"In a traditional corneal transplant, the central part of the cornea is removed and a donor cornea is sutured in its place. Image courtesy of Dr. Edward Holland, University of Cincinnati.
Ten years after a transplant, a cornea fro"...
Azasite Consumer (continued)
Remember that your doctor has prescribed this medication because he or she has judged that the benefit to you is greater than the risk of side effects. Many people using this medication do not have serious side effects.
Tell your doctor immediately if any of these rare but very serious side effects occur: vision changes, eye pain.
Use of this medication for prolonged or repeated periods may result in other types of eye infections, including fungal infections. Contact your doctor if you notice new or worsening eye symptoms.
A very serious allergic reaction to this drug is rare. However, seek immediate medical attention if you notice any of the following symptoms of a serious allergic reaction: rash, itching/swelling (especially of the face/tongue/throat), severe dizziness, trouble breathing.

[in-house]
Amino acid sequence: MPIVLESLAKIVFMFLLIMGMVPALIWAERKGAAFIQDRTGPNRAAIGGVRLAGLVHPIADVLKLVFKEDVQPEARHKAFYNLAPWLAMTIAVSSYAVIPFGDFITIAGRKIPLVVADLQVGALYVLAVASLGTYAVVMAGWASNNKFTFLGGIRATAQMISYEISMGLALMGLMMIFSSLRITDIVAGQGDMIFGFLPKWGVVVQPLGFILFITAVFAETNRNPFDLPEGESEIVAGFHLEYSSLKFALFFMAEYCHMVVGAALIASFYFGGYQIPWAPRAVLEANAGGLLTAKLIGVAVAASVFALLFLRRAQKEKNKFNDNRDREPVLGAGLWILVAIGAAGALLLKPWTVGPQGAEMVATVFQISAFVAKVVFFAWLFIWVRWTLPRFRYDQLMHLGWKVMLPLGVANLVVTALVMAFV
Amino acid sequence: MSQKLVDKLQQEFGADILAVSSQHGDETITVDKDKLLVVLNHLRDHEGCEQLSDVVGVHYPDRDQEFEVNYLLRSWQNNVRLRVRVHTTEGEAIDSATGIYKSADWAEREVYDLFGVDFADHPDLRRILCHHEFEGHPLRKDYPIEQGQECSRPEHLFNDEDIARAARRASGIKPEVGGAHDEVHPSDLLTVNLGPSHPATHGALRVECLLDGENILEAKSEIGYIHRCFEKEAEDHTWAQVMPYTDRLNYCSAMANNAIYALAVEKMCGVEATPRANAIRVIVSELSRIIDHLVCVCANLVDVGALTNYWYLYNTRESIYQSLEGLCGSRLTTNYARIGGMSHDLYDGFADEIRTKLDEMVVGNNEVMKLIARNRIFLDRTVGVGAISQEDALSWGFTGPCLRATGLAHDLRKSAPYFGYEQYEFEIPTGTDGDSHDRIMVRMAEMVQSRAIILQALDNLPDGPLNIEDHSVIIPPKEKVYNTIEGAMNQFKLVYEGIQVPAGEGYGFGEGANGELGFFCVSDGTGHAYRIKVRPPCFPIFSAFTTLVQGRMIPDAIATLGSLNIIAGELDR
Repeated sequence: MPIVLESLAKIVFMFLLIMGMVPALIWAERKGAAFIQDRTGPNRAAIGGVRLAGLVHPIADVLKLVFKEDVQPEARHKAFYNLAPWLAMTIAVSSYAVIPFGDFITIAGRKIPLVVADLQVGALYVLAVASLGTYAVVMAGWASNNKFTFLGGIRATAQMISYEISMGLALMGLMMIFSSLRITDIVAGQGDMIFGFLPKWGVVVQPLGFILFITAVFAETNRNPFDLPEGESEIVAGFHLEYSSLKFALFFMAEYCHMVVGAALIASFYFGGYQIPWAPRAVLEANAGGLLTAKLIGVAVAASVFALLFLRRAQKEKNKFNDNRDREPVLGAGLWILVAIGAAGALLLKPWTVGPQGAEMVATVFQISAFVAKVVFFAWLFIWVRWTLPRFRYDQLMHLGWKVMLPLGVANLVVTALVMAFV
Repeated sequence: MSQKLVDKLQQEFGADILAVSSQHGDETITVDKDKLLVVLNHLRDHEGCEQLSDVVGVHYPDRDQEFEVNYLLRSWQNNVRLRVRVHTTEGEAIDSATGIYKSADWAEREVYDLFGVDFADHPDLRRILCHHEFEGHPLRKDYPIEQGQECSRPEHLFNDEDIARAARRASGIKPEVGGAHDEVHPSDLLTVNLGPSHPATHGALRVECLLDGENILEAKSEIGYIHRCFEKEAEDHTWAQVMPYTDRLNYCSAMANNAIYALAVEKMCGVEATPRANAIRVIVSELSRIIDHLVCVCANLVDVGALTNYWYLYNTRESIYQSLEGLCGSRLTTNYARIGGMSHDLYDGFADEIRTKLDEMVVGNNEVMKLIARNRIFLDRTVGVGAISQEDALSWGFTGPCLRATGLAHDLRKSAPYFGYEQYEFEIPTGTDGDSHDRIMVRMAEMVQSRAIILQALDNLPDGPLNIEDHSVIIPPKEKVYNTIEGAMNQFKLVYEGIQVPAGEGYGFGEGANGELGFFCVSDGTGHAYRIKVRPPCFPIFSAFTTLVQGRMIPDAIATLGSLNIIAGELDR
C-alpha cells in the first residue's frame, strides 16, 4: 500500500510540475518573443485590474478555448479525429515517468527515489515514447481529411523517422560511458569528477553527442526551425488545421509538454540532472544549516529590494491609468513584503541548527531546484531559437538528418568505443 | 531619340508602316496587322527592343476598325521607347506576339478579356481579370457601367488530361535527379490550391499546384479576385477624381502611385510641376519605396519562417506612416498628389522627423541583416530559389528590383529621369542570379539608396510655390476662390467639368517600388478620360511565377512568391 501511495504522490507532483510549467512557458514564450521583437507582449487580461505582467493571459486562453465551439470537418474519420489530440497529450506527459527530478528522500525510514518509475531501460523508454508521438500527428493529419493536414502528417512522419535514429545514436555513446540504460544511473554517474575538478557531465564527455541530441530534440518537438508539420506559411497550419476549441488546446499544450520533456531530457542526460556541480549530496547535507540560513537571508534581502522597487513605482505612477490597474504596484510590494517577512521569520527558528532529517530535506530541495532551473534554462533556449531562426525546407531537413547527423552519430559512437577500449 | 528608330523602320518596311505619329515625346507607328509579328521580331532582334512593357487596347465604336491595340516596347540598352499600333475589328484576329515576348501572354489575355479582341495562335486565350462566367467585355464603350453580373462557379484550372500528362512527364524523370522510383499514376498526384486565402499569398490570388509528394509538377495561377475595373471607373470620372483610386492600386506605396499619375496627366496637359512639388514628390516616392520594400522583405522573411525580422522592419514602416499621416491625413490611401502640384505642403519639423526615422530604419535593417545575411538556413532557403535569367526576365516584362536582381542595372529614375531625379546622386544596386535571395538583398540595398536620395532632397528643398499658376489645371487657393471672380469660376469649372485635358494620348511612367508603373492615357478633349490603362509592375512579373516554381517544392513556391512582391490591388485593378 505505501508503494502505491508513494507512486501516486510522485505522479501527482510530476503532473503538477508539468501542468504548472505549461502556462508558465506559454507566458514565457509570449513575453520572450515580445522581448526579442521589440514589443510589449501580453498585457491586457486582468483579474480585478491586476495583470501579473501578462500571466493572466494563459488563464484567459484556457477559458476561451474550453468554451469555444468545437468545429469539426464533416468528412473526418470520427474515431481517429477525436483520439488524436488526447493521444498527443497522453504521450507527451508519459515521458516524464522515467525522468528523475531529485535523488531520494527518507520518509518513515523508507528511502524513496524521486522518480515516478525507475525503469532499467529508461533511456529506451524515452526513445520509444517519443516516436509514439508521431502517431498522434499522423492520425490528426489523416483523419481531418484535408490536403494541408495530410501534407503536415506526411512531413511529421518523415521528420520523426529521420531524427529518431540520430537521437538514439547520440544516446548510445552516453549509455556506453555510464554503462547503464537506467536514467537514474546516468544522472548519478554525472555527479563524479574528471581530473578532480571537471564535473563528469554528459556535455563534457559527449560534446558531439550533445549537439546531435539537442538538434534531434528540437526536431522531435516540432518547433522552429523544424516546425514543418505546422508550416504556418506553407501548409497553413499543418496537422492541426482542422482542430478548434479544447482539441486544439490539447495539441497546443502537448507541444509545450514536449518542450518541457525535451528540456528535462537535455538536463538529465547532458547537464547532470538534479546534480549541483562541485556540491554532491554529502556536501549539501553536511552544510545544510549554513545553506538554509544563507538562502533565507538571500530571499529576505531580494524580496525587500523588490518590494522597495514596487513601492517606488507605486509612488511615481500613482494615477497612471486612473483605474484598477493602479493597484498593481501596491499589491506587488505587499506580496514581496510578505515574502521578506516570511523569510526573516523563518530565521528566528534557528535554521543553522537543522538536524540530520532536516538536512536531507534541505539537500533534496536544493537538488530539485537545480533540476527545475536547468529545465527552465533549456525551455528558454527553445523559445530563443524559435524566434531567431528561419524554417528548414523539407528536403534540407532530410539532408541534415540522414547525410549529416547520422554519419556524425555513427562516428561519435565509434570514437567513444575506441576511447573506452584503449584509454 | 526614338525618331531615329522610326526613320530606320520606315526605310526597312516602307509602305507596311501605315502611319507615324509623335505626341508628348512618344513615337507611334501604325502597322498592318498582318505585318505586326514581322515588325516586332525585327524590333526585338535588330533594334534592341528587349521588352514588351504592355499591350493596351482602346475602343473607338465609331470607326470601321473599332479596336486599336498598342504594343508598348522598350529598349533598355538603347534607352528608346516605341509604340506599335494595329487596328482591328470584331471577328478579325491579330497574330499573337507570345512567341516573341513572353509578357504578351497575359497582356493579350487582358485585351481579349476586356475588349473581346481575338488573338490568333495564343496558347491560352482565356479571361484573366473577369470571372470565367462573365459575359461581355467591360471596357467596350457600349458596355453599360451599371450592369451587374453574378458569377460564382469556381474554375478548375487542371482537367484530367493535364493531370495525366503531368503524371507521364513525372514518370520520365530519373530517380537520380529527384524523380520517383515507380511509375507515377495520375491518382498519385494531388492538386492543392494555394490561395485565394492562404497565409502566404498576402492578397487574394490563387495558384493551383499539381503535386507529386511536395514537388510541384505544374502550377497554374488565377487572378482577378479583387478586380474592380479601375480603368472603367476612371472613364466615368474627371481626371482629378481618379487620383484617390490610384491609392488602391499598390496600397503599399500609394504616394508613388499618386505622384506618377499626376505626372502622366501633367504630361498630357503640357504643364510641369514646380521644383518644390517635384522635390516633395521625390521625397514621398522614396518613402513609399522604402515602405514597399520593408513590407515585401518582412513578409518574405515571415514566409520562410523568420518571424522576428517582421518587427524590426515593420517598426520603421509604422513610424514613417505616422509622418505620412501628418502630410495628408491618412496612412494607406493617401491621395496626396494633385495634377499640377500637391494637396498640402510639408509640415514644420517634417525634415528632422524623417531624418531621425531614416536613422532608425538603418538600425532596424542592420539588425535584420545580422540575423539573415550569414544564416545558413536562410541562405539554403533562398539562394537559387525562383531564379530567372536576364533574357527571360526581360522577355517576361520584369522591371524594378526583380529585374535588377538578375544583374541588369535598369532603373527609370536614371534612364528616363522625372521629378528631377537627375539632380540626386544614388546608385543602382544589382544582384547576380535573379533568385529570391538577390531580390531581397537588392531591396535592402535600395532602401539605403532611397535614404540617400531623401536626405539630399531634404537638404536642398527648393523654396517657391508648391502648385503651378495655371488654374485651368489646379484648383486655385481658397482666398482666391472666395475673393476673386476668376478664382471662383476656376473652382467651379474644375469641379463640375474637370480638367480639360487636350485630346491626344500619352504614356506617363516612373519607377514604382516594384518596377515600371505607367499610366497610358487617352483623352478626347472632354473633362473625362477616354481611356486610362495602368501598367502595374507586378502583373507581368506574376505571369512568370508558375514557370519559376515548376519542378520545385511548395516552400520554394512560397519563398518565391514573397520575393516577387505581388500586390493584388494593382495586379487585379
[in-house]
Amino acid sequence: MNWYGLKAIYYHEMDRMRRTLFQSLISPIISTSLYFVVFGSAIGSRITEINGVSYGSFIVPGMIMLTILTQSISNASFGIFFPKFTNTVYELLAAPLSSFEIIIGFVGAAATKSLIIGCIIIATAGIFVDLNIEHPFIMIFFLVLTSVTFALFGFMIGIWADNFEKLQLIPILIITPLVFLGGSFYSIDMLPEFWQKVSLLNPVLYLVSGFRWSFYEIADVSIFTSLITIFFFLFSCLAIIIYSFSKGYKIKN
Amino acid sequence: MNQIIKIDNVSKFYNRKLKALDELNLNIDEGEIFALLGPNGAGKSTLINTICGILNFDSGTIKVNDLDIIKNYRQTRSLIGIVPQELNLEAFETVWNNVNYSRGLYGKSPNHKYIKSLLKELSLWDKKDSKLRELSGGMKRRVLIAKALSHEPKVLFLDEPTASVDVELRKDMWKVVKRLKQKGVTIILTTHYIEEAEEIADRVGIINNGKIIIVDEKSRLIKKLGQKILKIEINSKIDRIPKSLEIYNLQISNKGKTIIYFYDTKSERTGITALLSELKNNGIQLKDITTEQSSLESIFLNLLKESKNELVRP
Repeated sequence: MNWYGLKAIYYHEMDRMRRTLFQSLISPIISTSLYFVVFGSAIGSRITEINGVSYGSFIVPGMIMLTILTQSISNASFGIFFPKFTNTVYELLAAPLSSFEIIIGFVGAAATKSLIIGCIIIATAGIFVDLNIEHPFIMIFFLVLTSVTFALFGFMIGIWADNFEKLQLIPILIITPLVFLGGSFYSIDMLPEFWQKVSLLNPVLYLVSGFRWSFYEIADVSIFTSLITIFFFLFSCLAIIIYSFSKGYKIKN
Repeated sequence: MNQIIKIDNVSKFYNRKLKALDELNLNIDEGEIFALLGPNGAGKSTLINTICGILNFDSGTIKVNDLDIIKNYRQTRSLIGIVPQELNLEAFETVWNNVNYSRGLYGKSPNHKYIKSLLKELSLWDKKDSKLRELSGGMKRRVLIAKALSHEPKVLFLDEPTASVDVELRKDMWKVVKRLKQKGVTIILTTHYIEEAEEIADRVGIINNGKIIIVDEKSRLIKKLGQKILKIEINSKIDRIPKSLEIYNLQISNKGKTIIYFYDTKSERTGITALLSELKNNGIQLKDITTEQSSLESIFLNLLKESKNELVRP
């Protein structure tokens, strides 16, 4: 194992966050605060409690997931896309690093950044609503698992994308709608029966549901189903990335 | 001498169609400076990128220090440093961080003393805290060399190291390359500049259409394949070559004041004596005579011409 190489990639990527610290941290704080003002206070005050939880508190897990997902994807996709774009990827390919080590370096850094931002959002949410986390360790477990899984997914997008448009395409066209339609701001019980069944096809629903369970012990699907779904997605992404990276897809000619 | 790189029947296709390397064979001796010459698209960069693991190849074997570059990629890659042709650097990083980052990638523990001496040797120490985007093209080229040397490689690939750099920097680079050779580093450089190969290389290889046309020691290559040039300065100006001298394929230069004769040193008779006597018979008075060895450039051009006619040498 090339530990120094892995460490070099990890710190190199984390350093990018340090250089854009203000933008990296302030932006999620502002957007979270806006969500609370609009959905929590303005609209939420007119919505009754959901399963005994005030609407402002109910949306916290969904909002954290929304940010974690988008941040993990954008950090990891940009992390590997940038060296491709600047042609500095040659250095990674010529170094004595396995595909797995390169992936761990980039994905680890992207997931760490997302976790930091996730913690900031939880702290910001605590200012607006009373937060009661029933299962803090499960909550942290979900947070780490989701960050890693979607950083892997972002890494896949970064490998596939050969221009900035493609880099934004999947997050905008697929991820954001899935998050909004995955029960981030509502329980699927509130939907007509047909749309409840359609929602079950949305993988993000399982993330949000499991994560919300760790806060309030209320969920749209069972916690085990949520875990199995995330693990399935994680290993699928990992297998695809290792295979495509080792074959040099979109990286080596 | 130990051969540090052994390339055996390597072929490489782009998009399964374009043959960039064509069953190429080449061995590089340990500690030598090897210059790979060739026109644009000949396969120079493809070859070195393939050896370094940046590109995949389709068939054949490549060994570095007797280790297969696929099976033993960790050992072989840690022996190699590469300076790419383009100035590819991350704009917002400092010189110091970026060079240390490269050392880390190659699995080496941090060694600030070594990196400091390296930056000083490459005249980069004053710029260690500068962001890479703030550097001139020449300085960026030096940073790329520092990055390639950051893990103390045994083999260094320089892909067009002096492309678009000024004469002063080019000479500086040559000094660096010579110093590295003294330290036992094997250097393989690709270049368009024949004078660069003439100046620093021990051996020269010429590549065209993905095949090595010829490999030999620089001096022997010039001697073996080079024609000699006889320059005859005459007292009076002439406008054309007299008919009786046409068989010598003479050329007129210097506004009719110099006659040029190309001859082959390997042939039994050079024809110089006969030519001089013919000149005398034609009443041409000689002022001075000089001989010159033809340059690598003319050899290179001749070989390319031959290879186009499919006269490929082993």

This is not a complete list of possible side effects. If you notice other effects not listed above, contact your doctor or pharmacist.
In the US -
Call your doctor for medical advice about side effects. You may report side effects to FDA at 1-800-FDA-1088.
In Canada - Call your doctor for medical advice about side effects. You may report side effects to Health Canada at 1-866-234-2345.
Read the Azasite (azithromycin ophthalmic solution) Side Effects Center for a complete guide to possible side effects
PRECAUTIONS: Before using azithromycin, tell your doctor or pharmacist if you are allergic to it; or to other macrolide antibiotics such as erythromycin or clarithromycin; or to ketolide antibiotics such as telithromycin; or if you have any other allergies. This product may contain inactive ingredients, which can cause allergic reactions or other problems. Talk to your pharmacist for more details.
Before using this medication, tell your doctor or pharmacist your medical history, especially of: other eye problems.
After you apply this drug, your vision may become temporarily blurred. Do not drive, use machinery, or do any activity that requires clear vision until you are sure you can perform such activities safely.
During pregnancy, this medication should be used only when clearly needed. Discuss the risks and benefits with your doctor.
It is not known whether azithromycin passes into breast milk. Consult your doctor before breast-feeding.
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Report Problems to the Food and Drug Administration
You are encouraged to report negative side effects of prescription drugs to the FDA. Visit the FDA MedWatch website or call 1-800-FDA-1088.
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